Myth Buster: Walking is the Best Way to Exercise Your Dog
Thanks cutest page for the photo
I love busting myths about dogs and dog training. There are so many… sometimes I don’t know where to begin! It seems most we have grown up knowing about dogs and their behavior is wrong. Think a wagging tail means a happy dog? WRONG!!! Click here for more on that.
Think your dog loves to be hugged?
Chances are you are WRONG for more on that click here (FYI and update this dog still HATES being grabbed, hugged and kissed and sometimes gives a throaty growl; who would blame him) Think all dogs must stay off the furniture or they may conquer the world? WRONG!!! Click here for more on that Think the taste of blood will turn your dog into a vampire? WRONG (this is such a silly idea anyway) for more on that click here And, One more and probably the most dangerous? Think your dogs should fight it out? WRONG!!!! Not unless you want one or two or more dead dogs and huge vet bills; for more on that click here But let’s face it we have heard them ALL…. QUITE FREQUENTLY
Thankfully This One is Not so Dangerous
Well, if you think about it and process it down it can be just as dangerous because dogs die every day due to lack of exercise and understanding their needs. You see; a walk is not exercise for a dog. A walk for us is like a trip to the zoo for your dog. You may be huffing and puffing and getting your 30 minutes of cardio but your dog is on a sightseeing stroll/ tour of your neighborhood looking at the birds, watching the neighborhood kids play, counting cats hiding in bushes, li. You may even be hiking 14 miles up a mountain, but chances are your dog is still dawdling along using the basics of his athletic muscles and hunting squirrels and keeping an ear out for deer or lizards.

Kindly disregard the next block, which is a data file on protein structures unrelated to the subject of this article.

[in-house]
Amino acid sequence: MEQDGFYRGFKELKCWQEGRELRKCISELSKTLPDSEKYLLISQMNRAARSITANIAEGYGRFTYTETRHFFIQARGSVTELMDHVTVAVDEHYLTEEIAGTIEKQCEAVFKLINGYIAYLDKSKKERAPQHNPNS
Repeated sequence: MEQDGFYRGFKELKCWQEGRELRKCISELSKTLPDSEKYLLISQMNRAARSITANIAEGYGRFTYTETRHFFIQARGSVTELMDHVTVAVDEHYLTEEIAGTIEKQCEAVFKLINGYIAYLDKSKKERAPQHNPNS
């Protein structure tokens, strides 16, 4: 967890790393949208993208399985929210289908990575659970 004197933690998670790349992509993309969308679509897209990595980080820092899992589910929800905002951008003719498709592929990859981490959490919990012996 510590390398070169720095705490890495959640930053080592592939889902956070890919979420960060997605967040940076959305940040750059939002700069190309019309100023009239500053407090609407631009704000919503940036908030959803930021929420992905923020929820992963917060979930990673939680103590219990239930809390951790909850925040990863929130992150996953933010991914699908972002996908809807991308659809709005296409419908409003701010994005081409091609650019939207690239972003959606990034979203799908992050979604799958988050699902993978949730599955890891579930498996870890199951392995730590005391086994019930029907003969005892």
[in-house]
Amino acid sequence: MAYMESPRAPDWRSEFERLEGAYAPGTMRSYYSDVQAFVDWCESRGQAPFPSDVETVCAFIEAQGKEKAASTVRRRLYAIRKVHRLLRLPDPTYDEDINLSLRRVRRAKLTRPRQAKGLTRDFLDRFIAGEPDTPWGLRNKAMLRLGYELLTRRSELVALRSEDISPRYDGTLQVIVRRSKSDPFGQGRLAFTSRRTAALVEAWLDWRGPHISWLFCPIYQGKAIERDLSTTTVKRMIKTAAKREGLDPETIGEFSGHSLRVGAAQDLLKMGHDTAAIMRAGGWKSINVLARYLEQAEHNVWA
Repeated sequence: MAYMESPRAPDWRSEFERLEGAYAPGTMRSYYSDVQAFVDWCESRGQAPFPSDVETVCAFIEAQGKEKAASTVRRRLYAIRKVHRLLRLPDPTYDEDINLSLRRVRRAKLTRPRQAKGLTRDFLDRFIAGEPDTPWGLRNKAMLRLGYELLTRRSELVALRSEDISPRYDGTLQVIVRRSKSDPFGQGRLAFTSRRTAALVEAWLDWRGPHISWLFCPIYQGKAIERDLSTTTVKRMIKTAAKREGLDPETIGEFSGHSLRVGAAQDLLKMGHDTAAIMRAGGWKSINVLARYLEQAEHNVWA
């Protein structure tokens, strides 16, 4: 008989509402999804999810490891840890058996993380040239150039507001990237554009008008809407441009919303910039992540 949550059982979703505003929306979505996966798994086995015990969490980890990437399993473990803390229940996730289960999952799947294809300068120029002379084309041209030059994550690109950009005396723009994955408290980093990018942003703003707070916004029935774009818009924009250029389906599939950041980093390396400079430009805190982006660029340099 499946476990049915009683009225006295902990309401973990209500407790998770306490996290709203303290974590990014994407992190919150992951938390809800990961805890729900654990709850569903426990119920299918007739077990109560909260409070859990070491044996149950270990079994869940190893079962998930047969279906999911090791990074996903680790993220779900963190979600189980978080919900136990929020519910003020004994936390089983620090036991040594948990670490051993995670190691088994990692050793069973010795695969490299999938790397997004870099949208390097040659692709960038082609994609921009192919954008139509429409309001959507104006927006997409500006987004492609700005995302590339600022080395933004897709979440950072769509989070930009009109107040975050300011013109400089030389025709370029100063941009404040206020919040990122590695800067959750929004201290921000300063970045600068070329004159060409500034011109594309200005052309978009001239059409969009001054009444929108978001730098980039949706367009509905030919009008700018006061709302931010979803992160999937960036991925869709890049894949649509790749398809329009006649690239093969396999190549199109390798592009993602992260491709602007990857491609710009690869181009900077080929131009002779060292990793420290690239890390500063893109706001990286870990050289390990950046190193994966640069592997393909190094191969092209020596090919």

The Truth of the Matter
I don’t know how many times I have to say this…. But I guess you have to repeat the important things time and time again.
YOUR DOG IS AN ATHLETE
I don’t care if you have a Chihuahua, a Greyhound, a Lab, a Golden, an English Bulldog (okay a little less athlete), or a Shih Tzu… your dog is a born athlete. And, so I am going to get slightly technical for you so that you can understand your dog in a healthier way. So let’s understand our muscles! We all have fast twitch and slow twitch muscles. Our fast twitch muscles are our anaerobic, they are the muscle fibers that allow us to have short bursts of energy and speed, but that speed doesn’t last long. Think about if you are being chased by someone, it is your fast twitch muscles that come into play. Sprinters use more fast twitch muscles. These are also the muscles that get super sore after a new work out. I won’t get into type IIa and IIb fast twitch muscle fibers you can google it if you are interested in changing your body and you and your dog’s work out. Slow twitch muscle fibers are the ones that most marathon runners have worked hard to build. They are efficient at using oxygen to convert into fuel. They fire more slowly but last for a much longer time helping athletes run, bike or swim for hours
The debate amongst athletes is that you can change some fast twitch muscles to slow twitch muscles to improve your endurance and deal less with fatigue. Of course, if that is true, it takes time and dedication and hours of exercise and training.